Would NBA players dare to leave US?
JAIME C. HARRIS Special to the AmNews | 7/22/2011, 10:36 a.m.
Has Deron Williams' bold and somewhat risky decision to sign a contract with Beikta, a Turkish basketball club based in Istanbul, opened the floodgates for a mass exodus of NBA stars to far way places? Probably not. However, it has fostered deep thought among many high profile players that plying their trade overseas until the NBA lockout is resolved must be seriously considered, even with the possibility of a career-threatening injury.
Foreign-born ballers such as ZaZa Pachulia of the Atlanta Hawks and Williams' New Jersey Nets teammate Sasha Vujacic are more likely to take the leap than their American-born peers. Pachulia also agreed to a deal with Beikta, the Euroleague team for which Allen Iverson briefly played last season. Vujacic, the onetime Los Angeles Laker, has joined Anadolu Efes, also in Turkey.
All three have an opt-out clause that allows them to return to the NBA when the lockout ends. Having a viable alternative at their disposal provides the players' union with added leverage in their stalled negations with the owners and league commissioner David Stern. And with the Chinese Basketball Association looming as another appealing suitor, league executives must be concerned that a widespread defection of the NBA's stars could tarnish the NBA brand.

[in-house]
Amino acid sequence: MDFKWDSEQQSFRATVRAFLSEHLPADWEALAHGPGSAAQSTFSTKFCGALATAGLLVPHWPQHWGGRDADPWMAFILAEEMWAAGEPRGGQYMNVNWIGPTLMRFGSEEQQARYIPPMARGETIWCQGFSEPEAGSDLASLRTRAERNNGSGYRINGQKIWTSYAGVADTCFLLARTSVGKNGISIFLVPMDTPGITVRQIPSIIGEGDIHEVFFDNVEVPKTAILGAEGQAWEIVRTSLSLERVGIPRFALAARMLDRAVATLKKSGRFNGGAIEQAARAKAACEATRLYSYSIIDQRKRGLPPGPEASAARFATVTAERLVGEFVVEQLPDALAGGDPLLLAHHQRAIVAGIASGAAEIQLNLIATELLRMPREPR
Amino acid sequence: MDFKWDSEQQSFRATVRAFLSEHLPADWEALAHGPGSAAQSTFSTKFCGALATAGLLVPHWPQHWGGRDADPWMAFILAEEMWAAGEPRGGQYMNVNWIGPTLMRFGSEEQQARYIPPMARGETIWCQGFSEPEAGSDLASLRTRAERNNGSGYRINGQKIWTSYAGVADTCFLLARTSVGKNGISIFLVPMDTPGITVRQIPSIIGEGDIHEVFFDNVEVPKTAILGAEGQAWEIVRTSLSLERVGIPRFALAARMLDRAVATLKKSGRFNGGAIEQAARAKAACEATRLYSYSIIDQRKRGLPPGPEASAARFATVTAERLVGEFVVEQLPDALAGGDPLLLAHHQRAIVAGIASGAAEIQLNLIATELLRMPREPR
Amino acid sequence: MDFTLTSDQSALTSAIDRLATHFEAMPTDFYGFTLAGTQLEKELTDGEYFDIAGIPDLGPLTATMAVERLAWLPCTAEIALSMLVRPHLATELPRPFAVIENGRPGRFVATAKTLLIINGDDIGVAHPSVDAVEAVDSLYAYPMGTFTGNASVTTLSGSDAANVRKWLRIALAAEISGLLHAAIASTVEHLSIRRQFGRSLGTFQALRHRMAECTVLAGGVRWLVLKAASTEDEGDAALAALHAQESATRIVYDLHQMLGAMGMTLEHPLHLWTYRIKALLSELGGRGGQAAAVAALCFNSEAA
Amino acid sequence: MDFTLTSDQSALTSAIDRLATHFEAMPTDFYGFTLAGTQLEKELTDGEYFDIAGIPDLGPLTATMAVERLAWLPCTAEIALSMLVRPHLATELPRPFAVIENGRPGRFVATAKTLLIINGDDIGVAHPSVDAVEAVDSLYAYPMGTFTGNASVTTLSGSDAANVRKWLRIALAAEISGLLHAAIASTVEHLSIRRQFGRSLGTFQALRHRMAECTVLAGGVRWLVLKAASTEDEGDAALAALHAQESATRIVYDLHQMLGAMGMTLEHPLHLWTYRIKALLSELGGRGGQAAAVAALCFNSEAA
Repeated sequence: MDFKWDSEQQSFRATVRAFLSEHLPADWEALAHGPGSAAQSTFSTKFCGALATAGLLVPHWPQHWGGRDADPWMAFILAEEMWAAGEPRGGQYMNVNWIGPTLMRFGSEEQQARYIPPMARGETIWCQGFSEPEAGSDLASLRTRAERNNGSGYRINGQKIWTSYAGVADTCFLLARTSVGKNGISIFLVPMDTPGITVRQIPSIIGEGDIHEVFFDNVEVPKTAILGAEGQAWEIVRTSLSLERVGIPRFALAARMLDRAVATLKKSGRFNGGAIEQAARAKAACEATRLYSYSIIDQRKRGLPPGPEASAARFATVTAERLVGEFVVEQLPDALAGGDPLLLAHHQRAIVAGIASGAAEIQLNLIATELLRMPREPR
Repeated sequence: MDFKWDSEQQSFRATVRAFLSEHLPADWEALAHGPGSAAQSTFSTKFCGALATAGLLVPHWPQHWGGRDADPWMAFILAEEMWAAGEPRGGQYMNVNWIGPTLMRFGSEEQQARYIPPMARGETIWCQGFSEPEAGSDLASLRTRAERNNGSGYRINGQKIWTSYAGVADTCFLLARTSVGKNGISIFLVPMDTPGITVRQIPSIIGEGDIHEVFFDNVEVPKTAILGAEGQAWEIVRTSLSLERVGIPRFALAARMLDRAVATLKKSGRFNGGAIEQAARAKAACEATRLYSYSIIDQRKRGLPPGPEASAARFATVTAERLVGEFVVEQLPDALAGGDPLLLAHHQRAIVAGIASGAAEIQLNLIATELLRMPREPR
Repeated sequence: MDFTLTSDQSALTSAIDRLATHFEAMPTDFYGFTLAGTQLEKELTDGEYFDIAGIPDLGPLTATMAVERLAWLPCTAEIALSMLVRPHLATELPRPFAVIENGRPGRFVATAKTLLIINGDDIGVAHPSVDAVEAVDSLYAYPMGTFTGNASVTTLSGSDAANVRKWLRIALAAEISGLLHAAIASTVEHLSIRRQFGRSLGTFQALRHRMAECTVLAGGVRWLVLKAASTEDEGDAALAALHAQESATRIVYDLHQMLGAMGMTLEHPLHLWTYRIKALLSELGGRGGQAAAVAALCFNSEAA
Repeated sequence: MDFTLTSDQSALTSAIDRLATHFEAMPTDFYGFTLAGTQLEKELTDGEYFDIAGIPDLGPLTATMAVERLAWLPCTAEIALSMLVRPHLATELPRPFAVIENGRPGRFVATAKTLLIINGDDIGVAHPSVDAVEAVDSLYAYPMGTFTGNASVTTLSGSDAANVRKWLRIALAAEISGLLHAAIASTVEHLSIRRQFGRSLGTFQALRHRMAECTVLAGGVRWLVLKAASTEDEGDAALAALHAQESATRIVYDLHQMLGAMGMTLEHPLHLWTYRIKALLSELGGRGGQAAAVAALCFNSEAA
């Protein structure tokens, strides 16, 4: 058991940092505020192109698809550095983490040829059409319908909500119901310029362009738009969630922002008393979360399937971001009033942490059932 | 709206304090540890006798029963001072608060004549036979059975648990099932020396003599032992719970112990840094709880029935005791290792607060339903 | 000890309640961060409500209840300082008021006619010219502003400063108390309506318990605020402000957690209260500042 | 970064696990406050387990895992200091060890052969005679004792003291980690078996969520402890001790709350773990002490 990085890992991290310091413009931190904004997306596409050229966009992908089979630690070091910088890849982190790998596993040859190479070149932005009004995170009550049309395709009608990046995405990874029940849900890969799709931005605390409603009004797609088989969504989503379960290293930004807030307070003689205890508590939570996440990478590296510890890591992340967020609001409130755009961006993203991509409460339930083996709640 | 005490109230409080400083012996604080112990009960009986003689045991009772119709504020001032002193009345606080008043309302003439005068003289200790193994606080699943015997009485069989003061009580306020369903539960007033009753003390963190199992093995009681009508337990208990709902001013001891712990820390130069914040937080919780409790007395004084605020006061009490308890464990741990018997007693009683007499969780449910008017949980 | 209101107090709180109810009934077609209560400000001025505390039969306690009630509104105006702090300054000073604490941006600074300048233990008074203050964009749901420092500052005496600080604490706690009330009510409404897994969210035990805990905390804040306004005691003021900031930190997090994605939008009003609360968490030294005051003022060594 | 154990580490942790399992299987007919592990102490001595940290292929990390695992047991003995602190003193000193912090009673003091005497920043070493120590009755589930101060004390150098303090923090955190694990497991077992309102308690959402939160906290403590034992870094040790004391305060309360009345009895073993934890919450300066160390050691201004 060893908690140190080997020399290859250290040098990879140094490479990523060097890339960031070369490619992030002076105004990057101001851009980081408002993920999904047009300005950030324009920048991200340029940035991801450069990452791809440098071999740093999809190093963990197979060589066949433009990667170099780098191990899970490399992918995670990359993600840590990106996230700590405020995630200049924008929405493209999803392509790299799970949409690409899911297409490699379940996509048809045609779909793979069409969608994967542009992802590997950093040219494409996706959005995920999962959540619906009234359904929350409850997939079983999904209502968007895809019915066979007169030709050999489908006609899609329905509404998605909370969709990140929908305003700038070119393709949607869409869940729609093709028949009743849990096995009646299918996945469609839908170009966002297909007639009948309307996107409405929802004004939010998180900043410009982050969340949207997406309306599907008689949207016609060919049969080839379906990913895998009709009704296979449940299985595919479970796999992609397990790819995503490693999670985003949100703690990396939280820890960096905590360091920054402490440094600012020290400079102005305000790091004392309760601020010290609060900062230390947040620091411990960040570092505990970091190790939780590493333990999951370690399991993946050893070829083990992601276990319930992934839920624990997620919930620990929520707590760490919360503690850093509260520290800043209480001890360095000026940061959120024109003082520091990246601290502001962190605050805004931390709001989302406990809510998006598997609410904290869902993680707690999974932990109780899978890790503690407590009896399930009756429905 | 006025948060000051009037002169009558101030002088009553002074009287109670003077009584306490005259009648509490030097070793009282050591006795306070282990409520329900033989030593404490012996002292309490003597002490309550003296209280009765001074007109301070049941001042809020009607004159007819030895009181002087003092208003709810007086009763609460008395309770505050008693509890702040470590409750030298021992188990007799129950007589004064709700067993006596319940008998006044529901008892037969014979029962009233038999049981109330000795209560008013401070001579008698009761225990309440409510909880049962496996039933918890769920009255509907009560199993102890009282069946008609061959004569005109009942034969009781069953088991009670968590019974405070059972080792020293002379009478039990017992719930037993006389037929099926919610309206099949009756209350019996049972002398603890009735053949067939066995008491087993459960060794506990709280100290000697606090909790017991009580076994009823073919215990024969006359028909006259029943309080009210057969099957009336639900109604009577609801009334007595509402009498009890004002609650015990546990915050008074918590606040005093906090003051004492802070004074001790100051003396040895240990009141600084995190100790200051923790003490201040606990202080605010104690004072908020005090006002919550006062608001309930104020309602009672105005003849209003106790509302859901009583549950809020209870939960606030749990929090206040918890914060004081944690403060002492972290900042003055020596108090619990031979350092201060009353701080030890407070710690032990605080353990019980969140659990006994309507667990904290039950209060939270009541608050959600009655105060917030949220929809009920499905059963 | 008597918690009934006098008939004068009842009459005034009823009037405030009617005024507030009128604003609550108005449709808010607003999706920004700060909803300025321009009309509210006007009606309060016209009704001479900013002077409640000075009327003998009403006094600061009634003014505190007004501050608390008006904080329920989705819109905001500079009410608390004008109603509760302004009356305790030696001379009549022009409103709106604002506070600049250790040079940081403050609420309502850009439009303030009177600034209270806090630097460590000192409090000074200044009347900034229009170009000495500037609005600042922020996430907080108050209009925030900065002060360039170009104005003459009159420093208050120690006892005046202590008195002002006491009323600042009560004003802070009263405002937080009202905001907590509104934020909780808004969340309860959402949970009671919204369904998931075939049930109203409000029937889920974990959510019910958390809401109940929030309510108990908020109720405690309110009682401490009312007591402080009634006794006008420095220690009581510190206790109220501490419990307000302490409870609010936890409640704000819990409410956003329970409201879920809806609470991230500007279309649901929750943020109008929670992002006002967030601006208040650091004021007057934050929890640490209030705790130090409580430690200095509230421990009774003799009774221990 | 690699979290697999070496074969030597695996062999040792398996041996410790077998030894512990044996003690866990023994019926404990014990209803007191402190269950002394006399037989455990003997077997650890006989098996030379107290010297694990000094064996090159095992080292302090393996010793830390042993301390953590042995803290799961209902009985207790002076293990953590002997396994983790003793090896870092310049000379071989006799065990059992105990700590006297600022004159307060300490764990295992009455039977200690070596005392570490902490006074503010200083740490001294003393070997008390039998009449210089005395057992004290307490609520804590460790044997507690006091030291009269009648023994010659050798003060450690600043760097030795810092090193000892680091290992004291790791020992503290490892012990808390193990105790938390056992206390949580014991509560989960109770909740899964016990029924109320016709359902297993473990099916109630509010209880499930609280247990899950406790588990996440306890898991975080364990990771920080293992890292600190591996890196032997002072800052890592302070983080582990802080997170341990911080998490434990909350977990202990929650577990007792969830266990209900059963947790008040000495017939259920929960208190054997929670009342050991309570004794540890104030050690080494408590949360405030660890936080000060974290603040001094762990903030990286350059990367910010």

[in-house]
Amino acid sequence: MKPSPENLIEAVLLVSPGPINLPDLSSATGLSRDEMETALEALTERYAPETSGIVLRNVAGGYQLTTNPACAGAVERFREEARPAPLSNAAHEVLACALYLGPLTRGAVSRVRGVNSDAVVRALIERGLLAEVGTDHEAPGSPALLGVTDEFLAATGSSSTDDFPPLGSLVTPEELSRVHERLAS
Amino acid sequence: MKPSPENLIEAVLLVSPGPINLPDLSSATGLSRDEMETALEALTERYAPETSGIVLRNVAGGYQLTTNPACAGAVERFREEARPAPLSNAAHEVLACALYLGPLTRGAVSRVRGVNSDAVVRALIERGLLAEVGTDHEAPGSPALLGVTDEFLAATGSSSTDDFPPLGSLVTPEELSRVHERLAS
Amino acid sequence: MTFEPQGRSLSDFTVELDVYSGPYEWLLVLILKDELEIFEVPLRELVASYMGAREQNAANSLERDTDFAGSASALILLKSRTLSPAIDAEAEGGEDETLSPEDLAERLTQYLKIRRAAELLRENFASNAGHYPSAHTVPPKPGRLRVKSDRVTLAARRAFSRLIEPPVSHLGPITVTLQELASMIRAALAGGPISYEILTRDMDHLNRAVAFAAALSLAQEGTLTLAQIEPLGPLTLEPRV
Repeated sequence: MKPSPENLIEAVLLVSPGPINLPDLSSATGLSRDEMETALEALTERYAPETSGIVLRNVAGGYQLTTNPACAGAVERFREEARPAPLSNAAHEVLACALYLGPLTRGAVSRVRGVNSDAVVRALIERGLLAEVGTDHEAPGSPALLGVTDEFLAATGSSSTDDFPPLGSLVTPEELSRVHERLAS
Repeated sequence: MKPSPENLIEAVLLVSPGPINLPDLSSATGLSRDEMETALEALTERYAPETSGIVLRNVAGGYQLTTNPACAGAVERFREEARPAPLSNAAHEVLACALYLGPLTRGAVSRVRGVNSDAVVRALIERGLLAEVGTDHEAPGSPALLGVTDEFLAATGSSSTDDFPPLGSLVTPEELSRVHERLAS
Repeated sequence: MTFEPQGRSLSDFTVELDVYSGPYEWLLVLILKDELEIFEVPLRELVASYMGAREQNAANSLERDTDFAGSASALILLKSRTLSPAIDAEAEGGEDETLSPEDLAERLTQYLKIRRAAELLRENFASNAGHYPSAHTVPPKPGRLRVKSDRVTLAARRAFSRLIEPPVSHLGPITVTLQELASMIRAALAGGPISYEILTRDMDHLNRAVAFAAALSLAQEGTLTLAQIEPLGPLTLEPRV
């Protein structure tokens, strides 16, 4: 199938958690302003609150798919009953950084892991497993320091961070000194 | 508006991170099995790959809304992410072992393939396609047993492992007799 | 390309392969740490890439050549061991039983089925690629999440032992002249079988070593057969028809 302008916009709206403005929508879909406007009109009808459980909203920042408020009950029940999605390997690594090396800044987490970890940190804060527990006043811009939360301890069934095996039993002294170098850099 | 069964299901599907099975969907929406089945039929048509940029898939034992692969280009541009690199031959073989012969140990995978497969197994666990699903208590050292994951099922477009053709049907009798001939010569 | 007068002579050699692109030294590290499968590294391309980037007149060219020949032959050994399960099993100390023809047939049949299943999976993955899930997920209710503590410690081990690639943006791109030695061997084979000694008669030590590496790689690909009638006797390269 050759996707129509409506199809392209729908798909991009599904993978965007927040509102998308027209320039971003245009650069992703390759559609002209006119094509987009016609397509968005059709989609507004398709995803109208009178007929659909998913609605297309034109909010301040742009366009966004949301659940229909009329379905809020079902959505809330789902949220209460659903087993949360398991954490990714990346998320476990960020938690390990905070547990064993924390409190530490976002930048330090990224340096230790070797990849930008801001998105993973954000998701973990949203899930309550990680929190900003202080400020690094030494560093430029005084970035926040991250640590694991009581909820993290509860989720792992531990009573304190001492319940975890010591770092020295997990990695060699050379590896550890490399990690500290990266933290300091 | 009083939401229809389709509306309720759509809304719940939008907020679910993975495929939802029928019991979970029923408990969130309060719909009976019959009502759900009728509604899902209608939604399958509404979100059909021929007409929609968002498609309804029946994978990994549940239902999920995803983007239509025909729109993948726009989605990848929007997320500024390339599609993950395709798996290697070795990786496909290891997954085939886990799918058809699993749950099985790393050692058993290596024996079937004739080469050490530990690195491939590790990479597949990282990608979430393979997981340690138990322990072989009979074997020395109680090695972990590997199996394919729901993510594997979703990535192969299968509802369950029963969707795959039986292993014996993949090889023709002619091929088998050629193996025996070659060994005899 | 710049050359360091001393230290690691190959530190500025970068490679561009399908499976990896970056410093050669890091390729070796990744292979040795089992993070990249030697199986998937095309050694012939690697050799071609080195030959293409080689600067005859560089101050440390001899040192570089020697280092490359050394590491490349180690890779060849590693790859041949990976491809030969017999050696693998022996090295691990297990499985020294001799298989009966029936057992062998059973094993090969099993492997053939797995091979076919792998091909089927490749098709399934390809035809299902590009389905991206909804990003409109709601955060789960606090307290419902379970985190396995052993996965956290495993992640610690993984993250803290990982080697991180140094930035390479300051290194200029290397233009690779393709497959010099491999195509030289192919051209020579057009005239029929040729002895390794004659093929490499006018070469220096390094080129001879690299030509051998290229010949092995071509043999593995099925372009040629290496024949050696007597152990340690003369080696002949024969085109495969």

The impasse is unlikely to be settled by the scheduled start of the season this fall-the 2011-12 schedule was released on Tuesday-and with the two sides firmly dug in, the possibility of the entire season being cancelled is conceivable. The specter of no games being held has the Orlando Magic's Dwight Howard and men of his status keeping at least one eye widely open and private jets on standby.
"I'm not at liberty to talk about it," Howard told the Associated Press on Sunday, "but there's a huge possibility about me going to China or me going overseas to play basketball. If I decide to go overseas, the main thing is for me to continue to get better, not to do the things that I normally do, but do better at the things I'm not good at."
Even if Howard and most stars refrain from leaving the states, the irony is evident: Stern's tireless effort to globalize the NBA has ultimately given the players another weapon in this increasingly contentious labor battle.